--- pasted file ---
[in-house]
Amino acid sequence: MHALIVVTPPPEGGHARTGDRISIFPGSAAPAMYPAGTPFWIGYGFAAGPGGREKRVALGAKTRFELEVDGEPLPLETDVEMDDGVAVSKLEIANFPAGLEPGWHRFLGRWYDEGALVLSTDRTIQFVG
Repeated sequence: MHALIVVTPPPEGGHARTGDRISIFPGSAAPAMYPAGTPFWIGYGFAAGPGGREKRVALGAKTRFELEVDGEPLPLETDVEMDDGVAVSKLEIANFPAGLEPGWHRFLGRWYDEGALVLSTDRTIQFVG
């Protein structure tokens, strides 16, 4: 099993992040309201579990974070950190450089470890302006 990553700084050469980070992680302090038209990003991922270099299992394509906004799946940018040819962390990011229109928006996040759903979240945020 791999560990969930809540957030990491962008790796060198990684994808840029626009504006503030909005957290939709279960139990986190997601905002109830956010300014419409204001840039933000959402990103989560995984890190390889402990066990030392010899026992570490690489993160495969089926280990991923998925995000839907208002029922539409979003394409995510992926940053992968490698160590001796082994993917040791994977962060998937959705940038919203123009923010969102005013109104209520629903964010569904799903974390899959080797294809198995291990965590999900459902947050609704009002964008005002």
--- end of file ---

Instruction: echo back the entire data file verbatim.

[in-house]
Amino acid sequence: MHALIVVTPPPEGGHARTGDRISIFPGSAAPAMYPAGTPFWIGYGFAAGPGGREKRVALGAKTRFELEVDGEPLPLETDVEMDDGVAVSKLEIANFPAGLEPGWHRFLGRWYDEGALVLSTDRTIQFVG
Repeated sequence: MHALIVVTPPPEGGHARTGDRISIFPGSAAPAMYPAGTPFWIGYGFAAGPGGREKRVALGAKTRFELEVDGEPLPLETDVEMDDGVAVSKLEIANFPAGLEPGWHRFLGRWYDEGALVLSTDRTIQFVG
């Protein structure tokens, strides 16, 4: 099993992040309201579990974070950190450089470890302006 990553700084050469980070992680302090038209990003991922270099299992394509906004799946940018040819962390990011229109928006996040759903979240945020 791999560990969930809540957030990491962008790796060198990684994808840029626009504006503030909005957290939709279960139990986190997601905002109830956010300014419409204001840039933000959402990103989560995984890190390889402990066990030392010899026992570490690489993160495969089926280990991923998925995000839907208002029922539409979003394409995510992926940053992968490698160590001796082994993917040791994977962060998937959705940038919203123009923010969102005013109104209520629903964010569904799903974390899959080797294809198995291990965590999900459902947050609704009002964008005002």